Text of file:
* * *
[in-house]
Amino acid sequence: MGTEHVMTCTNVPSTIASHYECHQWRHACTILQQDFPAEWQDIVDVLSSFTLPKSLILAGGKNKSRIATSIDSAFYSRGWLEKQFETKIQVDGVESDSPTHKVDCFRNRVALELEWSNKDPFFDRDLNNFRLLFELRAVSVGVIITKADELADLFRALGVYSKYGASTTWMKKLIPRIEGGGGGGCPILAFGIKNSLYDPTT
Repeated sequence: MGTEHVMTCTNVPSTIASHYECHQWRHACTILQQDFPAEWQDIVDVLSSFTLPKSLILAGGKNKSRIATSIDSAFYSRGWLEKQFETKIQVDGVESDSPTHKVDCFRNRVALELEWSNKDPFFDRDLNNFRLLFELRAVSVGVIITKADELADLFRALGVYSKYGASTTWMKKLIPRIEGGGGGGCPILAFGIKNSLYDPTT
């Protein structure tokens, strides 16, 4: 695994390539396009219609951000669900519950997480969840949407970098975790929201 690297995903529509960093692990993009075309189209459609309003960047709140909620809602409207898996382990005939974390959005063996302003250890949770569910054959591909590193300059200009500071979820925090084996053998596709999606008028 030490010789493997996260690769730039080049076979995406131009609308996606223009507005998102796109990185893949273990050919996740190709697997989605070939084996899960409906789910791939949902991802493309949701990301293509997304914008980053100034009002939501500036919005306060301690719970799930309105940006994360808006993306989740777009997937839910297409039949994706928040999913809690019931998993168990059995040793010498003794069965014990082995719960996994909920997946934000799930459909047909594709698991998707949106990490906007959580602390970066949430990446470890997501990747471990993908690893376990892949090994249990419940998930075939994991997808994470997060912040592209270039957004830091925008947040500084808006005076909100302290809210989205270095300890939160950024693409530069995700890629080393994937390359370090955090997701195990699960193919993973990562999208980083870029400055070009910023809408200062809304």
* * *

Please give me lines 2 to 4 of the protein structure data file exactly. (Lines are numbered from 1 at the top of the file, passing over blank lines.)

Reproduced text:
Amino acid sequence: MGTEHVMTCTNVPSTIASHYECHQWRHACTILQQDFPAEWQDIVDVLSSFTLPKSLILAGGKNKSRIATSIDSAFYSRGWLEKQFETKIQVDGVESDSPTHKVDCFRNRVALELEWSNKDPFFDRDLNNFRLLFELRAVSVGVIITKADELADLFRALGVYSKYGASTTWMKKLIPRIEGGGGGGCPILAFGIKNSLYDPTT
Repeated sequence: MGTEHVMTCTNVPSTIASHYECHQWRHACTILQQDFPAEWQDIVDVLSSFTLPKSLILAGGKNKSRIATSIDSAFYSRGWLEKQFETKIQVDGVESDSPTHKVDCFRNRVALELEWSNKDPFFDRDLNNFRLLFELRAVSVGVIITKADELADLFRALGVYSKYGASTTWMKKLIPRIEGGGGGGCPILAFGIKNSLYDPTT
């Protein structure tokens, strides 16, 4: 695994390539396009219609951000669900519950997480969840949407970098975790929201 690297995903529509960093692990993009075309189209459609309003960047709140909620809602409207898996382990005939974390959005063996302003250890949770569910054959591909590193300059200009500071979820925090084996053998596709999606008028 030490010789493997996260690769730039080049076979995406131009609308996606223009507005998102796109990185893949273990050919996740190709697997989605070939084996899960409906789910791939949902991802493309949701990301293509997304914008980053100034009002939501500036919005306060301690719970799930309105940006994360808006993306989740777009997937839910297409039949994706928040999913809690019931998993168990059995040793010498003794069965014990082995719960996994909920997946934000799930459909047909594709698991998707949106990490906007959580602390970066949430990446470890997501990747471990993908690893376990892949090994249990419940998930075939994991997808994470997060912040592209270039957004830091925008947040500084808006005076909100302290809210989205270095300890939160950024693409530069995700890629080393994937390359370090955090997701195990699960193919993973990562999208980083870029400055070009910023809408200062809304």